Oblate Program at Belmont Abbey, NC

The give and take during retreats

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you only get what you put in

Watching the dynamic process that happens when a group comes for retreats is fascinating. The size of these groups can go from 4 participants to 45. No matter the size, when people come together to listen, learn as well as to participate, there is often a deep bonding that happens. Strangers become friends, small groups will meet in our two parlors set aside for that very purpose and soon the other people are no longer strangers, but real people, complex and beautiful in their openness.

Some are open by listening deeply but may not say anything in the group. Others do both, they listen and share and they are perhaps the most blessed. They take a chance and become vulnerable, even if shy or frighten. They also discover that they have something to say about their life experiences. How they handle their struggles makes them wise and in the unique way that they express themselves, they find can be helpful for those who listen to them. They are often surprised at how deeply they touch their lives by simply sharing in an unpretentious manner, just by being honest, and straightforward.

When I am the only presenter and the nature of the retreat has to do with ‘life issues’ I find that having the group in a circle changes the whole dynamic flow of the group. When the presenter stands in front of a group, which is sometimes what should be done, people listen and might ask a question or two. However the presenter is the actual center of the room, all eyes are on him or her.

When making a circle there is always the chance that the group will lose focus if one or two people seek to control the time and discussion. So before making a circle it is important for the presenter to be able to keep the group on track. In the middle of the circle there is ‘nothing’ only silence. So the first time the people sit together, there can be a protracted time of silence, people looking at the center of the room, at nothing, perhaps looking inward for something to say. Soon, though it may seem like an extended period, people begin to share deeply. It is then that I invite anyone to respond and tell them that each person in the group has life experiences that have given them a rich perspective on their lives. By speaking out, by taking a chance, they may be surprised what they speak when trusting the people they are with enough to share. I also remind them that they re here for a reason, so the more they listen as well as share the deeper that experience will be. There has to be a place for the Spirit to work, by being overly cautious or allowing one,s shyness or fear to control them is counterproductive.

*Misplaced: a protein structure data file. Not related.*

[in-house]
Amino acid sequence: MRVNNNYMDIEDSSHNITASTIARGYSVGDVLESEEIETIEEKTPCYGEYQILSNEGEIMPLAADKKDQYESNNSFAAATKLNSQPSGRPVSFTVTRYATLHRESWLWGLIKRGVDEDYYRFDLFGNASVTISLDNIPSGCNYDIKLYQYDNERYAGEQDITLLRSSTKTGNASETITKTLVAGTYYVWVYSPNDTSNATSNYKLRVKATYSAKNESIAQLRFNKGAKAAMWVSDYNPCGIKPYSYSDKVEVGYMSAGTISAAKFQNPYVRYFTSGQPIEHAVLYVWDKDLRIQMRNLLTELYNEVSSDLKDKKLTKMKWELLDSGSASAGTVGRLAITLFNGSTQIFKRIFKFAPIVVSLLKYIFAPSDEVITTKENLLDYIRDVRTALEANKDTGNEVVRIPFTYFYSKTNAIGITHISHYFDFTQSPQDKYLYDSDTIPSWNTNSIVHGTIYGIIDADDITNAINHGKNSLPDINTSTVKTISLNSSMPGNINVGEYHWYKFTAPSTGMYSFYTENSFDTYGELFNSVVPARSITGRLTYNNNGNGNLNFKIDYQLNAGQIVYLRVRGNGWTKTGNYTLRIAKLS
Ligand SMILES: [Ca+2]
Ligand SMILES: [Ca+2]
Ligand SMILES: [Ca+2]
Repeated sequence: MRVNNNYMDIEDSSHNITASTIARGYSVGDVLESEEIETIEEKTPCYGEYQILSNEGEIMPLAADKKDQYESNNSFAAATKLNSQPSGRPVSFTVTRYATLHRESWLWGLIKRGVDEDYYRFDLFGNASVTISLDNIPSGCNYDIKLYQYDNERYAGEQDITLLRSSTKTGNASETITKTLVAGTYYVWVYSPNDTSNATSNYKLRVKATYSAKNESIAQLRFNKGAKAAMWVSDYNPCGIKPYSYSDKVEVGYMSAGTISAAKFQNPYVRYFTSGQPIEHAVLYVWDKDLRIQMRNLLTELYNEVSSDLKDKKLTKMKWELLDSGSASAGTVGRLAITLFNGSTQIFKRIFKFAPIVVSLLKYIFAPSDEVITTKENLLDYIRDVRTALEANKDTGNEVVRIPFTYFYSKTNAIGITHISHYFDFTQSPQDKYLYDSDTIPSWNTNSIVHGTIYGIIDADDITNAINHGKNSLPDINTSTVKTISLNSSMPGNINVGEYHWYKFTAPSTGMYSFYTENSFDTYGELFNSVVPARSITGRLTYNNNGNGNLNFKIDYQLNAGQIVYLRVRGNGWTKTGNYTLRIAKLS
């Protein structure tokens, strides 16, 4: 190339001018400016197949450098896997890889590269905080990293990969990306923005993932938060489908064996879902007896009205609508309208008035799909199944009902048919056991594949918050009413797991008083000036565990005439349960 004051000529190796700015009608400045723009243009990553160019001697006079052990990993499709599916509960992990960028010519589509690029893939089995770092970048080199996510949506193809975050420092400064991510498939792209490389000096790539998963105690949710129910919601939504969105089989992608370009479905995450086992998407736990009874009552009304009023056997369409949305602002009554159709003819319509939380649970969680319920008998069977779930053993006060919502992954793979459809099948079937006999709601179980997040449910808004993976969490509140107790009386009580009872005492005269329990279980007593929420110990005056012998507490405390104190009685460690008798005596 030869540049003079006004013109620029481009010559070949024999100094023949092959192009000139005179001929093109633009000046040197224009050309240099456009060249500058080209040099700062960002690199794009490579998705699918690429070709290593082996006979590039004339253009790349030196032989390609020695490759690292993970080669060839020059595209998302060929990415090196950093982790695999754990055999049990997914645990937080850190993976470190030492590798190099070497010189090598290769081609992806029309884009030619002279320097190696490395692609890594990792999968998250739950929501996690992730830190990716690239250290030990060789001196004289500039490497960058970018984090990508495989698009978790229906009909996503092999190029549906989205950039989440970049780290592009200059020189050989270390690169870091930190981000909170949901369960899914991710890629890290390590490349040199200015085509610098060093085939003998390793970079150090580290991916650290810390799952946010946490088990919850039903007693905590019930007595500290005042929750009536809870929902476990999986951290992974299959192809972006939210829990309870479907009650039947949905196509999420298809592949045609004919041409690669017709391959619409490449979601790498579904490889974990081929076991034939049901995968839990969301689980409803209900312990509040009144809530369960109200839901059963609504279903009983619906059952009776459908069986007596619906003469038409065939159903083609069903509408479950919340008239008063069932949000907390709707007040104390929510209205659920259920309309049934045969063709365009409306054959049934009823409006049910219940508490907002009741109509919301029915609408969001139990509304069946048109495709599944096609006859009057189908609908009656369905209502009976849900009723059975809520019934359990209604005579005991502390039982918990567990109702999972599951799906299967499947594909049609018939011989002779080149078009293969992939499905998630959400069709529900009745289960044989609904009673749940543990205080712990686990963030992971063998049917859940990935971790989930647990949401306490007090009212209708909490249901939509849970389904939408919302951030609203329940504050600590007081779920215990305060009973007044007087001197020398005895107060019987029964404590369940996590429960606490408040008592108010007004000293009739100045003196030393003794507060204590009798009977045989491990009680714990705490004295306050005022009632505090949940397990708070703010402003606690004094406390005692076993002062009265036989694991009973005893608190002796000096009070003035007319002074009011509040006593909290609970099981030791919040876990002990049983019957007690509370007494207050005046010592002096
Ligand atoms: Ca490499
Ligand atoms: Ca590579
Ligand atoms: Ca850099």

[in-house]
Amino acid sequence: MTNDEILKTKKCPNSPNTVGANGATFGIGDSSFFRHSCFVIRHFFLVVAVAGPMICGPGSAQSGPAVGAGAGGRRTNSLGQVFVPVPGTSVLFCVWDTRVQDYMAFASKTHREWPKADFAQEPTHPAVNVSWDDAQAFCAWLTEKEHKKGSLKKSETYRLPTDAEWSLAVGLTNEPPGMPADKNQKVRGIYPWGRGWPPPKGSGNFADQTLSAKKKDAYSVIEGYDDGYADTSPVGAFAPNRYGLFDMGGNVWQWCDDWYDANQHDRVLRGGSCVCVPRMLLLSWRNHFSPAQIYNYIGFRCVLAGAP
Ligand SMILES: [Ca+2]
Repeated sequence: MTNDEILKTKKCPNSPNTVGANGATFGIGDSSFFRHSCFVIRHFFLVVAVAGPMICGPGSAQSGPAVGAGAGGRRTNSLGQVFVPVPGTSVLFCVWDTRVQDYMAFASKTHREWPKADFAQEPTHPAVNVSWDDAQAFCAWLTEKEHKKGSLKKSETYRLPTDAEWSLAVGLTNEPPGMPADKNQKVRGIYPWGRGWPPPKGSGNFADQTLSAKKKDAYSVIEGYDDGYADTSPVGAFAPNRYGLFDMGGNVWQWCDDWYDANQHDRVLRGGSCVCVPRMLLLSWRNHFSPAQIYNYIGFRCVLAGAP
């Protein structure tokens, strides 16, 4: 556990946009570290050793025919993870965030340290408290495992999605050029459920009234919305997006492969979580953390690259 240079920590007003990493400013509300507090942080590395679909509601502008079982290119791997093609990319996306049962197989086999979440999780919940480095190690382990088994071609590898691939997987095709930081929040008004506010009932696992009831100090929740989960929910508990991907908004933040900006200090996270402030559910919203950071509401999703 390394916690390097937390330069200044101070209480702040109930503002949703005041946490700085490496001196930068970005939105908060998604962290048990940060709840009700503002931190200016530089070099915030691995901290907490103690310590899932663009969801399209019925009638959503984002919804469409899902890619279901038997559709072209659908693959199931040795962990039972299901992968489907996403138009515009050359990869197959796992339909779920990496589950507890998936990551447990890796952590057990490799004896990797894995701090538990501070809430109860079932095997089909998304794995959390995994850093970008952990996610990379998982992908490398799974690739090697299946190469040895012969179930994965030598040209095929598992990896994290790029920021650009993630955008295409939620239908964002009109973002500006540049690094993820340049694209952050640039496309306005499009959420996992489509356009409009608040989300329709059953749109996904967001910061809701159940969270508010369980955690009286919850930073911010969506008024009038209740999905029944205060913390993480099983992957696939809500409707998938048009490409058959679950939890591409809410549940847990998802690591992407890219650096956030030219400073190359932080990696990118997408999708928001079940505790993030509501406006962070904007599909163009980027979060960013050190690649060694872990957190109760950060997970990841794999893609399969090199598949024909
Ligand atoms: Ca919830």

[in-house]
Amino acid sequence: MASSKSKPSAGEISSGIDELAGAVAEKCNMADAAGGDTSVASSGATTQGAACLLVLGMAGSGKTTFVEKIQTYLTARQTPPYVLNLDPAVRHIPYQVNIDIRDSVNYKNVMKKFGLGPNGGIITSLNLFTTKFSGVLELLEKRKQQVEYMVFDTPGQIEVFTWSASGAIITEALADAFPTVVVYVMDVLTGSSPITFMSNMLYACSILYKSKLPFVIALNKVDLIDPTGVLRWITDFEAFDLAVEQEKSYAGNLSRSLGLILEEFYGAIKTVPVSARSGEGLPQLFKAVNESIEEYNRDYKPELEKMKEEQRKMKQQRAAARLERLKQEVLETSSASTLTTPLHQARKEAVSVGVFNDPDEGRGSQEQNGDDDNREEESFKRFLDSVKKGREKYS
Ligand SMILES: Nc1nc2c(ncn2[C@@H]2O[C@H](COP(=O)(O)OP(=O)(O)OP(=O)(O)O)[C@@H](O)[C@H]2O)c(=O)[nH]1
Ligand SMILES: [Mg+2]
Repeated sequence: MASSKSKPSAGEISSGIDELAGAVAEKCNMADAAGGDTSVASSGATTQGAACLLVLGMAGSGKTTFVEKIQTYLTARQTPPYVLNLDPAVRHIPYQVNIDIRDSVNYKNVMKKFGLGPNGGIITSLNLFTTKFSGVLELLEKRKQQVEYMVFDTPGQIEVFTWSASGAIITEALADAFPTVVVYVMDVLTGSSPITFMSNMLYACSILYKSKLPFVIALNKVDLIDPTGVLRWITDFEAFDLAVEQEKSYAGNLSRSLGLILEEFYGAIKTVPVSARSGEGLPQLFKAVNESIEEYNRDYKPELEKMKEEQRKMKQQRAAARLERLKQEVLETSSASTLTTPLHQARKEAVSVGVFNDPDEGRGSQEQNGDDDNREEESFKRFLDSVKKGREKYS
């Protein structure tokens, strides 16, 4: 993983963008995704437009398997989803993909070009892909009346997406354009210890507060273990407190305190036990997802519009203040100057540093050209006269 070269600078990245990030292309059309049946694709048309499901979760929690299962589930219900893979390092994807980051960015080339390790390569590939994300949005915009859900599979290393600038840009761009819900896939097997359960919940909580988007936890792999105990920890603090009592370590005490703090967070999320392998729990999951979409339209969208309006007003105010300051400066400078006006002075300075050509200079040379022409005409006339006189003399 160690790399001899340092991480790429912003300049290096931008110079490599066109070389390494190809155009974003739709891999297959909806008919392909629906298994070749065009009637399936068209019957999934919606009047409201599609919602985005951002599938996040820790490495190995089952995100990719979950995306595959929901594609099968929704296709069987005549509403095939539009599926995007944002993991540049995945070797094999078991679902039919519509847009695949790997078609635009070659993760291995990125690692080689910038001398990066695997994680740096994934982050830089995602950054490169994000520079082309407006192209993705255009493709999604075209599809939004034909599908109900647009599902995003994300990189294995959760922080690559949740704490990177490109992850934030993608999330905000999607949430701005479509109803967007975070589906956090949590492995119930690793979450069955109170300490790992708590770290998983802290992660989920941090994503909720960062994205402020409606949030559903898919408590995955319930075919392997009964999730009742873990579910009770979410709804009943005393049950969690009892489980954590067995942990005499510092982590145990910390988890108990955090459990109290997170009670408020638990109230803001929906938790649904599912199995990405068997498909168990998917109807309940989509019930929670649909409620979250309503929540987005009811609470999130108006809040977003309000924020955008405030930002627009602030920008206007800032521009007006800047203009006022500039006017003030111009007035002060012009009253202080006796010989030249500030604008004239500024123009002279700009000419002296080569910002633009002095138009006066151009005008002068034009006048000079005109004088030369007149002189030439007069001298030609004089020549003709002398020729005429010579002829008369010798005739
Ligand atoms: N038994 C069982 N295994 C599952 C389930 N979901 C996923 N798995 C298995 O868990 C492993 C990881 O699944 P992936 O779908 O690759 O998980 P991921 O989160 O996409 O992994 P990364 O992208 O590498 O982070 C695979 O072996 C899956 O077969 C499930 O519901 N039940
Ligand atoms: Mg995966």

Sitting in a circle can give the sense of not being an observer or simply a student, but belonging, to being one with all those in the circle. There is not beginning or end to a circle, it simply is. In the center of the circle is emptiness, nothingness, silence which can draw those in who understand the significance of ‘nothing’, ‘no-thing’. There is a witness that the center of the circle symbolizes.

I am always amazed at the depth of my fellow human beings. Their complexity, as well as the childlike simplicity and trust in God that gives them the courage when challenged gently to respond wholeheartedly. One advantage in spending time with people that are strangers is that it can lend to listening more intently since there is no overlying baggage directed at the person speaking. This can be helpful and healing as well. People understand that they are not alone in their struggles and hopefully learn to communicate better with those they have to go back to.

We are a mixed bag. People are braver than they know. Also more intelligent and insightful, but are often not conscious of it. They just need a place where they can allow that to well-up within them, to give it voice, sound, form

When I give my orientation, I share with the new group the importance of silence in the disengaged areas. For there are people on retreat who really need that time to be silent and to deal with whatever they have come to deal with. I ask people to respect others boundaries, to not impose themselves on their fellow retreatants. However, I continue, we have speaking rooms for those who need that, for speaking and silence have equal worth if used properly while on retreat. So, some share, others just listen, and still others deiced after the 1st conference that they need the time apart to deal with their relationship with God, themselves and others in their lives.

They are all brave, beautiful and loved in ways that may not understand or perceive, yet many when they come here or go elsewhere to spend time apart, they will often get a glimmer of that underlying reality to different degrees…..they get what they need, not what they want.

It is just life

Each day all of us struggle
we desire meaning
so we seek each day
in the end it is just life.

Br. Mark Dohle, OCSO
Holy Spirit Monastery

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